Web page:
The year-long pilot program provided traditional cleaning and security to enhance existing City services. It furnished the tools and personnel to benefit the entire community, especially its transient population.
The oversize check was presented at a May 3 press conference outside Mavericks Beach Club by District 2 Councilmember Lorie Zapf, who initially funded the program.
“It’s been an entire year since we launched Clean and Safe, and we’re here today to share the success of year one,” said Zapf, noting the novel program employed 29 homeless to collect 250 tons of trash while removing 12 tons of litter from PB streets.
“Additionally, they placed safety ambassadors 40 hours a week in the business district providing an added layer of community security during peak times, like bar break,” said Zapf.
Noting the public-private partnership “has made a very positive impact in Pacific Beach,” Zapf added, “It’s been hard to put a price on the outcomes that have been achieved. The bottom line is lives here in PB have changed for the better.”
Sara Berns, executive director of Discover PB, discussed the program’s three-pronged approach.
“That includes cleaning, security and homeless outreach, which is what makes this program different,” Berns said, praising the community’s nonprofit security team, Pacific Beach Street Guardians.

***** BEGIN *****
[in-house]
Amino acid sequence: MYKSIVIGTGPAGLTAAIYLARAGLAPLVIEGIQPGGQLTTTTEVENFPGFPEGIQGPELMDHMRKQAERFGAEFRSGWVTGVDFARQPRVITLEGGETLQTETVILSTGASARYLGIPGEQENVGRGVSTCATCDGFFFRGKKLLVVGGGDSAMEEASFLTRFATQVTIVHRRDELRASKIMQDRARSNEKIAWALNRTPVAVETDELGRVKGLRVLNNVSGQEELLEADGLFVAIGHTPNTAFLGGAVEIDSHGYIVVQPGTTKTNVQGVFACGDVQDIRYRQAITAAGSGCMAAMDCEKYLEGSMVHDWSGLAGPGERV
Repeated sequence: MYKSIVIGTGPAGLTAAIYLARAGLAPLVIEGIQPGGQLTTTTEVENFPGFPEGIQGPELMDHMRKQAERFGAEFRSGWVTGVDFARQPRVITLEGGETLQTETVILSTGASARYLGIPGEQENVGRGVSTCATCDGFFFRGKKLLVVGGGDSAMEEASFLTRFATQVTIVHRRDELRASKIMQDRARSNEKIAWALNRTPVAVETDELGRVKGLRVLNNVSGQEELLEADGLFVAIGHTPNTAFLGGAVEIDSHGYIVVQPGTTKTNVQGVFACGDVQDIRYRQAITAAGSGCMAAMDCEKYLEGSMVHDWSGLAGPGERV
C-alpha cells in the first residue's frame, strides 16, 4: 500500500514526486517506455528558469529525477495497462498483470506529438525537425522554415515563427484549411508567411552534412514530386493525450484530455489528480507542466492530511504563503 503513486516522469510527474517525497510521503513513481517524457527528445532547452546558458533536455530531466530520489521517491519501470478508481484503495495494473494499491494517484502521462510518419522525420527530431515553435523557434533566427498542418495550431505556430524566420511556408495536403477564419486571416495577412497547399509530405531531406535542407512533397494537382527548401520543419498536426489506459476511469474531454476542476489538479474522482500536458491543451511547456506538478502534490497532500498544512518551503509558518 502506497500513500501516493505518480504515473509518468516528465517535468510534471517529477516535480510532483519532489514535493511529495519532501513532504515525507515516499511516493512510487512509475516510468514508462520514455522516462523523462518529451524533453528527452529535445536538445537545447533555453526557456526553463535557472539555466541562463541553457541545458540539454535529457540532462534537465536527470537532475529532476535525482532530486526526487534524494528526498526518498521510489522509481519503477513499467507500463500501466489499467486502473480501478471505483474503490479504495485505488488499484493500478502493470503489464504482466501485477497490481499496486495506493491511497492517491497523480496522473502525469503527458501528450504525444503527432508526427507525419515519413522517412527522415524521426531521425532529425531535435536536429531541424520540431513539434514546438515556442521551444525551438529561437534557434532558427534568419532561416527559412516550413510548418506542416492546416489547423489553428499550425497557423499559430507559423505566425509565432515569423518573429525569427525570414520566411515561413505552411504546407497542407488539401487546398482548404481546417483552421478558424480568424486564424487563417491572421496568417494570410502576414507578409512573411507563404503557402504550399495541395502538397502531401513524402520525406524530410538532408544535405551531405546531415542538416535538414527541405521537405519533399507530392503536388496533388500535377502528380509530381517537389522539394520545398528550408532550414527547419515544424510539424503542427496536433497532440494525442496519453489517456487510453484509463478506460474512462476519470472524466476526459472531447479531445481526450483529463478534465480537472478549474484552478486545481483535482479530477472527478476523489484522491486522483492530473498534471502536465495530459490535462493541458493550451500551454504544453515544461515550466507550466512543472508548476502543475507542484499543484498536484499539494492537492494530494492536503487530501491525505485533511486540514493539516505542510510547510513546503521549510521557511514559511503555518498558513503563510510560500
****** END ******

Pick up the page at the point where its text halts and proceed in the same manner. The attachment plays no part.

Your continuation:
“Clean and Safe has helped PB Street Guardians to continue to live out our mission to connect housed and unhoused neighbors here in our community,” said Guardians’ spokesperson Caryn Blanton. “It’s given our community a way to address a pressing need as we compassionately care for a portion of our unhoused population.”
Blanton said community outreach by PB Street Guardians has increased from three to six days a week adding the program has substantially benefitted homeless participants. “Of the 29 people in the program, five have gone on to find permanent jobs and housing,” she said.
“We didn’t have as many eyes on the streets as we would have liked when we were redeveloping this property,” said Dave Cohen of Mavericks, adding Clean and Safe helped Garnet Avenue shopkeepers “keep the area clean and fill in the gaps” of daily security coverage.
Asked whether Clean and Safe has impacted police calls and service, San Diego Police Department community relations officer Larry Hesselgesser replied it was hard to quantify. “A very clean city is a deterrent in itself in keeping crime and homeless in this area down. It’s a win-win for all of us.”
PB hotelier Elvin Lai was cited by Zapf for being instrumental in helping to launch the Clean and Safe program.